Two quotes stood out to me in my reading today of H.I. Marrou’s A History of Education in Antiquity:
Page 234: Having become a staff officer, the young Roman aristocrat completed his training under some well-known man for whom he had the utmost respect and veneration—so that the atmosphere was very different from that in ancient Greece, where all the heat and light came from homosexuality.
That’s an interesting way to put it! Heat and light?
Page 249: The Romans reacted to Greek gymnastics very much like the “barbarians”: their sense of modesty was shocked by its nudity, and they regarded homosexuality—which centred round the gymnasium—as something that Greek civilization should be ashamed of, not proud of.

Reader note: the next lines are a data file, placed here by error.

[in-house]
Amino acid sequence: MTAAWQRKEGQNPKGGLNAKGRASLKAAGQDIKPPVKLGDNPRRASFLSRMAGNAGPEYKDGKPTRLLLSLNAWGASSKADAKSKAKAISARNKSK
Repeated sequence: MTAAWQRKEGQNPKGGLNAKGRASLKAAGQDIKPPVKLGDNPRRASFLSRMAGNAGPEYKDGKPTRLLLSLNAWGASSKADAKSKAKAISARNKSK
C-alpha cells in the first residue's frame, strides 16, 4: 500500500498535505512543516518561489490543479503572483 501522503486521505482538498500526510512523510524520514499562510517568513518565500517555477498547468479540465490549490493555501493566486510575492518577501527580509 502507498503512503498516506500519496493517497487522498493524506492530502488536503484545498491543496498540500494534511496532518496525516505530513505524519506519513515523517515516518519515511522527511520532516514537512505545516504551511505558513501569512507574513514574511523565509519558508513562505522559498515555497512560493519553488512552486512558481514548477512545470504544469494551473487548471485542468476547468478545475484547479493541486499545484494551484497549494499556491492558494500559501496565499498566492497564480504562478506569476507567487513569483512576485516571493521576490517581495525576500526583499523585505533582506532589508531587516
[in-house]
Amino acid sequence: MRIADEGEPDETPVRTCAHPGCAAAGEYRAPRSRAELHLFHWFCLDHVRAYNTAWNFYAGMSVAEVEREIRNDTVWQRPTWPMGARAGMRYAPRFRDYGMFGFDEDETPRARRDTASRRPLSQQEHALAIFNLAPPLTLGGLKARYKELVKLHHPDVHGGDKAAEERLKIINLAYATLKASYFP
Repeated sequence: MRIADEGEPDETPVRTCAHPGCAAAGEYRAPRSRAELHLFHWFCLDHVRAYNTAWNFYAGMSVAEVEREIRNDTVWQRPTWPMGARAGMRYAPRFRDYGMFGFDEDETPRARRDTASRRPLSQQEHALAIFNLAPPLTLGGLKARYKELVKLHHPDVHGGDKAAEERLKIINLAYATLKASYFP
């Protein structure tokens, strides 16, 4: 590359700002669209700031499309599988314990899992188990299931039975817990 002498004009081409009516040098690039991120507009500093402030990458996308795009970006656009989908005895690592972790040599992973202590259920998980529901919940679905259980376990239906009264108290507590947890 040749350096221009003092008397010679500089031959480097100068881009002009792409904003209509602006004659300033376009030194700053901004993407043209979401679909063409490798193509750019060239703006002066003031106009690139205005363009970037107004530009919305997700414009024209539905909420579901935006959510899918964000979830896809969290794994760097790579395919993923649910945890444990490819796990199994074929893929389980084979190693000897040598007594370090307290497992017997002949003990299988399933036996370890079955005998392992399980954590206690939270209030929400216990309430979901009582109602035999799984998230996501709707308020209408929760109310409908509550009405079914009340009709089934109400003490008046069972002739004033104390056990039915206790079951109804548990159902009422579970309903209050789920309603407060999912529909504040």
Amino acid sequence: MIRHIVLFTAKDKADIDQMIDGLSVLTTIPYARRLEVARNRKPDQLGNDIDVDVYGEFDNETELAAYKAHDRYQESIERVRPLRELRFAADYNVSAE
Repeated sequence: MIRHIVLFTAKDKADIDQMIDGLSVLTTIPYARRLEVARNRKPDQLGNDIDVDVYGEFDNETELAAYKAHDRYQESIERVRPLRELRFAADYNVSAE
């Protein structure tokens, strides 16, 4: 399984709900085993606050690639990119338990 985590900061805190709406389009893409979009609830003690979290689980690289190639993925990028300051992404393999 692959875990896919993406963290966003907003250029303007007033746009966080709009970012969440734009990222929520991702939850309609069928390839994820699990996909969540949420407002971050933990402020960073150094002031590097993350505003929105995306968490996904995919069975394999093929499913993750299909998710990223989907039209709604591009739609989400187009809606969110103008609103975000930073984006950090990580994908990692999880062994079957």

But didn’t the Roman Crassus on Spartacus—played by Laurence Olivier—have some sort of homosexual relationship with his slave, the singer of songs, who could do feats of magic, yet failed to make the Romans disappear when he joined up with Spartacus? And, when Paul condemns homosexuality in his letter to the Romans (in Romans 1), was he referring to the homosexuality of the Greeks?
But Stoicism, which was influential in Rome, did frown on homosexuality, considering it contrary to nature. I learned that in a class, in which we read someone who criticized Plato for his homosexual activity.